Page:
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9. King Herod Agrippa I (r. 37–44 C.E.) executed James the son of Zebedee and imprisoned Peter before his miraculous escape.
10. Berenice, twice widowed, left her third husband to be with brother Agrippa II (rumored lover) and was with him at Festus’s trial of Paul.
11. King Herod Agrippa II (r. 50–c. 93 C.E.) was appointed by Festus to hear Paul’s defense.
12. Antonius Felix, Roman procurator of Judea (r. 52–c. 59 C.E.), Paul’s first judge, left him in prison for two years until new procurator Porcius Festus (r. c. 60–62 C.E.) became the second judge, and Paul appealed to Caesar.
13. Drusilla left her first husband to marry Roman governor Felix.
Our free eBook Ten Top Biblical Archaeology Discoveries brings together the exciting worlds of archaeology and the Bible! Learn the fascinating insights gained from artifacts and ruins, like the Pool of Siloam in Jerusalem, where the Gospel of John says Jesus miraculously restored the sight of the blind man, and the Tel Dan inscription—the first historical evidence of King David outside the Bible.
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Did Jesus Exist? Searching for Evidence Beyond the Bible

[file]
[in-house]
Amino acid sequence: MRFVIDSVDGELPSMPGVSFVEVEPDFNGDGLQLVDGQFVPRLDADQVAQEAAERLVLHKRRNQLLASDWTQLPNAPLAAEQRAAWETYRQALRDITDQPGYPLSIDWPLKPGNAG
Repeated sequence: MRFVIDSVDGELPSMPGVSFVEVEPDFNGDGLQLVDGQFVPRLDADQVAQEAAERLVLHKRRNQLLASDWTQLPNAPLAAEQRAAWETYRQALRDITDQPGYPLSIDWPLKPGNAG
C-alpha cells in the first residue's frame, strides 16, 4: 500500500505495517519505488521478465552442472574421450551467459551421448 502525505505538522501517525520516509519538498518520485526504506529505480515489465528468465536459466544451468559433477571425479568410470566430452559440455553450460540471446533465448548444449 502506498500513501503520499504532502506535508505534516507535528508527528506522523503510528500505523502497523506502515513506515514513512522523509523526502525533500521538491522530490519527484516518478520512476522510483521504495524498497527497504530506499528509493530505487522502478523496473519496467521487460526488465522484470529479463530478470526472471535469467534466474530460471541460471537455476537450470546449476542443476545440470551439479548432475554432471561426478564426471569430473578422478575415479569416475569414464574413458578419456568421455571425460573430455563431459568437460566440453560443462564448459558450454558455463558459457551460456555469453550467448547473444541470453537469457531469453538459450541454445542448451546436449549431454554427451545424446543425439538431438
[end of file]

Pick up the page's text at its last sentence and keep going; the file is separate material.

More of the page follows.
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Herod the Great: Friend of the Romans and Parthians?
Machaerus: Beyond the Beheading of John the Baptist
Herod Antipas in the Bible and Beyond
Paul’s First Missionary Journey through Perga and Pisidian Antioch
This Bible History Daily feature was originally published on September 25, 2017.
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1. Herod the Great: not only sought to kill the infant Jesus but also his harbinger, John: Malachi 3: ‘Behold I will send my messenger before me …’ — on learning this, Herod ordered infants aged up to two years old to be killed in Bethlehem and surrounds.
9. King Herod Agrippa I: did not kill James son of Zebedee, but James the Less — Acts 12:2 records his death ordered by Herod Agrippa I: ‘Herod killed by sword James brother of John’ (A.D. 44) — for wayward theologians, an unknown known. [‘That is to say, things that you think you know, that it turns out you did not.’ – Donald Rumsfeld.]